For these safety tips, we focused on OSHA’s Top 10 Most Frequently Cited Standards in Construction. For each standard cited we have a brief explanation of the standard or hazard along with some general tips for workers to keep in mind in order to assure a safe work environment.
1. Subpart M – Fall Protection – 1926.501 Duty to Have Fall Protection.
Number of Citations Issued in FY2019: 7,085
Duty to have fall protection is the most cited standard in the construction industry since falls are one of the leading causes of worker deaths in construction. Employers need to do a better job of assessing job sites and implementing fall protection systems to protect workers.
Workers: Workers should familiarize themselves with all potential fall hazards on a job site. Never work in an area where fall protection systems have yet to be installed. Workers using personal fall arrest systems should inspect them before each use to ensure they are working properly and are free of damage. The lanyard or lifeline should be short enough to prevent the worker from making contact with a lower level in the event of a fall. This means considering the length of the lanyard, length of dynamic elongation due to elastic stretch and the height of the worker.
2. Subpart L – Scaffolds – 1926.451 General Requirements.
Number of Citations Issued in FY2019: 3,320
Approximately 65% of all construction workers perform work on scaffolds. Employees performing work on and around scaffolding are exposed to falls, electrocutions and falling object hazards.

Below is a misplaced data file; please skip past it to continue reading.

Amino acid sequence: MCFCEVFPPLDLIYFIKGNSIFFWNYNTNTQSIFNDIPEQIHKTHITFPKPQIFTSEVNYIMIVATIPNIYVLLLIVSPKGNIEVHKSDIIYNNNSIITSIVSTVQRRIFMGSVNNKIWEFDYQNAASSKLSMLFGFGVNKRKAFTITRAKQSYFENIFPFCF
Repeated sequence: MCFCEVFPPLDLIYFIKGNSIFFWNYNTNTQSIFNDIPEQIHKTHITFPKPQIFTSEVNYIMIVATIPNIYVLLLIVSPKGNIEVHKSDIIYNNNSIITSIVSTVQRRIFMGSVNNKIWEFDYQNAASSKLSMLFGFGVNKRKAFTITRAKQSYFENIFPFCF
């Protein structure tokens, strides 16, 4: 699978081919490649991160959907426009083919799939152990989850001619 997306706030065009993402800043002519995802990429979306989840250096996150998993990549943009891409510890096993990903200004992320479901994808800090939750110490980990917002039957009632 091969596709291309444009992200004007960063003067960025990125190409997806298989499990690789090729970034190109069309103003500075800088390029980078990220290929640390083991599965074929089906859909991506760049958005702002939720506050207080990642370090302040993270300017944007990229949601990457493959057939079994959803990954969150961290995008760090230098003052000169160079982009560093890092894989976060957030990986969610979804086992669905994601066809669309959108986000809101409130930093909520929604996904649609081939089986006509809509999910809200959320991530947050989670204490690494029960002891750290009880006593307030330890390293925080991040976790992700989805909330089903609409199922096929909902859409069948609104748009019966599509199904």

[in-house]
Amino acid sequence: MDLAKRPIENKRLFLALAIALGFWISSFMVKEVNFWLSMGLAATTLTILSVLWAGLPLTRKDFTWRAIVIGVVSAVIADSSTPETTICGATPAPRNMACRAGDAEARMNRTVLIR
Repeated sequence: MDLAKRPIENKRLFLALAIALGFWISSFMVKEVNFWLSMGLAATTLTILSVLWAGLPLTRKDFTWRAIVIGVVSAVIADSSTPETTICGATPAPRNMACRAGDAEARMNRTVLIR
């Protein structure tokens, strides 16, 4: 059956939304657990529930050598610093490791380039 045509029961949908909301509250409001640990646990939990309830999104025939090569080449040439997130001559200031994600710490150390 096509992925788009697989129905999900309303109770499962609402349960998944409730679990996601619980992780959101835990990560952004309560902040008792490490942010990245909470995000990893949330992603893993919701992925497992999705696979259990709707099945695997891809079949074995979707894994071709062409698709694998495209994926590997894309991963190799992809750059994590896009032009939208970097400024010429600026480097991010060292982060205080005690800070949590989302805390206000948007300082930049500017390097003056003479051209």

Workers: Hard hats should be worn when working on, under, or around a scaffold. Workers should also wear sturdy, non-skid work boots and use tool lanyards when working on scaffolds to prevent slips and falls and to protect workers below. Workers should never work on scaffolding covered in ice, water, or mud. Workers are prohibited from using boxes, ladders, or other objects to increase their working height when on a scaffold. Workers should never exceed the maximum load when working on scaffolds. Never leave tools, equipment, or materials on the scaffold at the end of a shift. Workers should not climb scaffolding anywhere except for the access points designed for reaching the working platform. Tools and materials should be hoisted to the working platform once the worker has climbed the scaffold. If personal fall arrest systems are required for the scaffold you will be working on, thoroughly inspect the equipment for damage and wear. Workers should anchor the system to a safe point that won’t allow them to free fall more than six feet before stopping.
3. Subpart X – Stairways and Ladders – 1926.1053 Ladders.
Number of Citations Issued in FY2019: 2,851
Improper ladder use is one of the leading causes of falls for construction workers resulting in injury or death. Reasons for ladder falls include incorrect ladder choice, failure to properly secure the ladder, and attempting to carry tools and materials by hand while climbing.
Workers: Always maintain three points of contact while ascending and descending a ladder, that’s both feet and at least one hand. Portable ladders should be long enough to be placed at a stable angle extended three feet above the work surface. Workers should tie ladders to a secure point at the top and bottom to avoid sliding or falling. Tools and materials should be carried up using a tool belt or a rope to pull things up once they’ve stopped climbing. Never load ladders beyond their rated capacity, including the weight of the worker, materials and tools.
Safety is always top priority in your work environment.